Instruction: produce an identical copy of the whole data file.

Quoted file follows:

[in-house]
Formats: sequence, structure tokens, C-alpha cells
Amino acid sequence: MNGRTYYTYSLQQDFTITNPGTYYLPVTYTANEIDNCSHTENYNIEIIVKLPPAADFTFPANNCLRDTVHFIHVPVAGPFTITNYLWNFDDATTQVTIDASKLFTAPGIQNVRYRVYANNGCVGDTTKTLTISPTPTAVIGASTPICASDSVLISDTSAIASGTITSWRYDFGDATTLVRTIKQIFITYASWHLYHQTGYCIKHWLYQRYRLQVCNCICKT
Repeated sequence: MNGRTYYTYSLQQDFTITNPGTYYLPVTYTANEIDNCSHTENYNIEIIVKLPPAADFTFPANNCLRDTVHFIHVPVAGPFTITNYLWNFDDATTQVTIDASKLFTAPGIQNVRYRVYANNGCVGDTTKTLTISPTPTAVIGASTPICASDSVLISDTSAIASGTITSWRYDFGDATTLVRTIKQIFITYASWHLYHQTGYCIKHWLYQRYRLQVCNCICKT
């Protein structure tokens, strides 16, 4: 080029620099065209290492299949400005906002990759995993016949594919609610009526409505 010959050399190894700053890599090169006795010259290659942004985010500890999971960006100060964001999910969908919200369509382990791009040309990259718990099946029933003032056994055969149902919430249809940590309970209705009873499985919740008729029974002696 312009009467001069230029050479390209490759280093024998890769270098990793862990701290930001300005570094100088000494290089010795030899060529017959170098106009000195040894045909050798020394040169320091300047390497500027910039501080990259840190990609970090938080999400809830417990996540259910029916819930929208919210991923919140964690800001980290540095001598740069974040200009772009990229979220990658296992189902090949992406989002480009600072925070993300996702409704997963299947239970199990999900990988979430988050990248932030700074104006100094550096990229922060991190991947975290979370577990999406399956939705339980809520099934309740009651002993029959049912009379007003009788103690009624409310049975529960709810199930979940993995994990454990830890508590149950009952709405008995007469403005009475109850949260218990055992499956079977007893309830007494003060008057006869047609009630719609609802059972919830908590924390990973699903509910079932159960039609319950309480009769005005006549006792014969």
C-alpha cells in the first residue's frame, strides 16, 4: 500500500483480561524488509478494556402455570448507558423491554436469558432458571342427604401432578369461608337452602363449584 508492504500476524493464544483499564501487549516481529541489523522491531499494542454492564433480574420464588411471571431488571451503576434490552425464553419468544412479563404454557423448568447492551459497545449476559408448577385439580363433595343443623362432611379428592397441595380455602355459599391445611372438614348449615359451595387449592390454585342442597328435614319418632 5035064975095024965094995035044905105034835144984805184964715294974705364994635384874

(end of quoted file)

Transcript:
[in-house]
Formats: sequence, structure tokens, C-alpha cells
Amino acid sequence: MNGRTYYTYSLQQDFTITNPGTYYLPVTYTANEIDNCSHTENYNIEIIVKLPPAADFTFPANNCLRDTVHFIHVPVAGPFTITNYLWNFDDATTQVTIDASKLFTAPGIQNVRYRVYANNGCVGDTTKTLTISPTPTAVIGASTPICASDSVLISDTSAIASGTITSWRYDFGDATTLVRTIKQIFITYASWHLYHQTGYCIKHWLYQRYRLQVCNCICKT
Repeated sequence: MNGRTYYTYSLQQDFTITNPGTYYLPVTYTANEIDNCSHTENYNIEIIVKLPPAADFTFPANNCLRDTVHFIHVPVAGPFTITNYLWNFDDATTQVTIDASKLFTAPGIQNVRYRVYANNGCVGDTTKTLTISPTPTAVIGASTPICASDSVLISDTSAIASGTITSWRYDFGDATTLVRTIKQIFITYASWHLYHQTGYCIKHWLYQRYRLQVCNCICKT
């Protein structure tokens, strides 16, 4: 080029620099065209290492299949400005906002990759995993016949594919609610009526409505 010959050399190894700053890599090169006795010259290659942004985010500890999971960006100060964001999910969908919200369509382990791009040309990259718990099946029933003032056994055969149902919430249809940590309970209705009873499985919740008729029974002696 312009009467001069230029050479390209490759280093024998890769270098990793862990701290930001300005570094100088000494290089010795030899060529017959170098106009000195040894045909050798020394040169320091300047390497500027910039501080990259840190990609970090938080999400809830417990996540259910029916819930929208919210991923919140964690800001980290540095001598740069974040200009772009990229979220990658296992189902090949992406989002480009600072925070993300996702409704997963299947239970199990999900990988979430988050990248932030700074104006100094550096990229922060991190991947975290979370577990999406399956939705339980809520099934309740009651002993029959049912009379007003009788103690009624409310049975529960709810199930979940993995994990454990830890508590149950009952709405008995007469403005009475109850949260218990055992499956079977007893309830007494003060008057006869047609009630719609609802059972919830908590924390990973699903509910079932159960039609319950309480009769005005006549006792014969």
C-alpha cells in the first residue's frame, strides 16, 4: 500500500483480561524488509478494556402455570448507558423491554436469558432458571342427604401432578369461608337452602363449584 508492504500476524493464544483499564501487549516481529541489523522491531499494542454492564433480574420464588411471571431488571451503576434490552425464553419468544412479563404454557423448568447492551459497545449476559408448577385439580363433595343443623362432611379428592397441595380455602355459599391445611372438614348449615359451595387449592390454585342442597328435614319418632 5035064975095024965094995035044905105034835144984805184964715294974705364994635384874